Japanese and South Korean companies have been steadily escaping rising wages and nationalism in China and relocating to the Philippines, contributing to the $1 billion in foreign direct investment (FDI) the country reached during the first eight months of 2012.

According to government officials, the Philippines is becoming more appealing, especially to Japanese and South Korean electronic component makers, for several reasons.

Above all, the cripplingly flood that struck Thailand and the tsunami that devastated Japan in 2011 have propelled manufacturers to rethink production base locations.

Additionally, jingoism brewing in China has led to the boycott of Japanese goods, pressuring businesses to ultimately seek out friendlier markets in the neighborhood.

The Philippines is supportive of the Japanese line especially. The foreign minister of the Southeast Asian archipelago nation recently told the Financial Times that the Philippines would strongly support a rearmed Japan as a “significant balancing factor” over territorial disputes with China.

Stronger relations have been good for business. The solidified confidence from Japanese and South Korean firms for the Philippine business environment has in turn help support bank loan growth, which has risen at 13 to 14 per cent.

Banks in the Philippines are highly liquid and have also issued impressive bonds this year, according to the Philippine Central Bank.

About $9.7 million worth of bonds were sold by the Philippine private sector in recent months while another $83 million were sold by public-sector entities.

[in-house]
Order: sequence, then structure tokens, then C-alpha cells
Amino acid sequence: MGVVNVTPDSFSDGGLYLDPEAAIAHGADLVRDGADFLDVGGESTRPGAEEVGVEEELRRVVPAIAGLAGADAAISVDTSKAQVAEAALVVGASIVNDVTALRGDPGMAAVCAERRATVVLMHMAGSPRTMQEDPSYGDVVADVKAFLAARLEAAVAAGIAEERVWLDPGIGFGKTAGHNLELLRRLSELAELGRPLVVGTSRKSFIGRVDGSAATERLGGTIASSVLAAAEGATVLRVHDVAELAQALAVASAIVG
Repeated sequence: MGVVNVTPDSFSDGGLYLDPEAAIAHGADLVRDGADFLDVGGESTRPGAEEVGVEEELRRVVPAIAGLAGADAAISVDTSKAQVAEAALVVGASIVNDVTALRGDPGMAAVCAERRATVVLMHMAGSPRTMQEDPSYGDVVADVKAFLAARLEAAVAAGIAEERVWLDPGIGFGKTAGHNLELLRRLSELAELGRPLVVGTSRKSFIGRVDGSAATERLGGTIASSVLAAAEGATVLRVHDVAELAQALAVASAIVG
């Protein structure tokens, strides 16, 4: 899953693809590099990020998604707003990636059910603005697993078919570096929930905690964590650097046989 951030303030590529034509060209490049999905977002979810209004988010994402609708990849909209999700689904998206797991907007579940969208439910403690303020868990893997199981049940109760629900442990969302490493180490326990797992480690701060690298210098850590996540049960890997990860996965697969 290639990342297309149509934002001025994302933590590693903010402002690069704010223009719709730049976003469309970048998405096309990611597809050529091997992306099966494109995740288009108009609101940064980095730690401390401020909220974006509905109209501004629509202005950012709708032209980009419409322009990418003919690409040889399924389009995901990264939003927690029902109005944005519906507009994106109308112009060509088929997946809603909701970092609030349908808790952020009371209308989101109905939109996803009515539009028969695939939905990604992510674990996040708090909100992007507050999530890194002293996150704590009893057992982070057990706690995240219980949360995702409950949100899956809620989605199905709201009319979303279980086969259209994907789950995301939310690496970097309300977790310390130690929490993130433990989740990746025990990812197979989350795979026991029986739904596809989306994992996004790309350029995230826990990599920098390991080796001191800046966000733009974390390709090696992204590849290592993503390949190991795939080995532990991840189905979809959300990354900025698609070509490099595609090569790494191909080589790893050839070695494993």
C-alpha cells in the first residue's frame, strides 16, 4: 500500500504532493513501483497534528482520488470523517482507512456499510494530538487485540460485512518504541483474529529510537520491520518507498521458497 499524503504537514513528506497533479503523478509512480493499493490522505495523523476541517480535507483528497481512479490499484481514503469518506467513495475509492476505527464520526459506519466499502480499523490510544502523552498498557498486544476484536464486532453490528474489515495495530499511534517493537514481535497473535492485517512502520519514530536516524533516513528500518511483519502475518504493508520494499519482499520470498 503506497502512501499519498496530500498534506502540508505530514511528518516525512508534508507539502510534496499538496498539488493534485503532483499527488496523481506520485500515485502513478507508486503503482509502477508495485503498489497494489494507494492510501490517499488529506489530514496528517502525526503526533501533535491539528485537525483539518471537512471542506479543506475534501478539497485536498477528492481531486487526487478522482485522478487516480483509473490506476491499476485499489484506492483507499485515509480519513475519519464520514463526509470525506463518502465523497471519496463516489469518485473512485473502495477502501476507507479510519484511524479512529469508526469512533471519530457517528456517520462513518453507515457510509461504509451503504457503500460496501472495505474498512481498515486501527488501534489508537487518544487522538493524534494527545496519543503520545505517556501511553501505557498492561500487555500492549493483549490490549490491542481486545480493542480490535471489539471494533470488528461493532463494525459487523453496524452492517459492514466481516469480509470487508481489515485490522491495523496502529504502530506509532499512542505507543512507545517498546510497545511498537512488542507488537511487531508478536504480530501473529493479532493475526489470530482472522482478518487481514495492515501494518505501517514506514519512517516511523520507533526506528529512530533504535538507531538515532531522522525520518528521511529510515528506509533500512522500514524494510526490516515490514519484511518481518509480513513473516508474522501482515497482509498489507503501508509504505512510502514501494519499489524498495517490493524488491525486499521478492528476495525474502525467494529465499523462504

The Philippines’ large and young English-speaking work force coupled with the country’s low inflation and continued economic growth also make the destination highly attraction for investors, especially those looking for options other than China.

 

 

 

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2 COMMENTS

  1. I have been meeting a lot of people in the government in Philippines and they need to take advantage now of promoting this country as there are a few countries in the world that can offer such high growth rates and returns. I agree with Joseph that countries need to be more open and transparent in certain sectors while still maintaining control of those that are deemed to be of national interest such as agriculture like we see in the US; Europe and other regions in the world!!!

  2. If the Philippines wants to reach the $50-100 billion FDI inflow level of Singapore that is necessary to stimulate our economy with more job opportunities at home, the Aquino Administration should do this first through a constitutional amendment: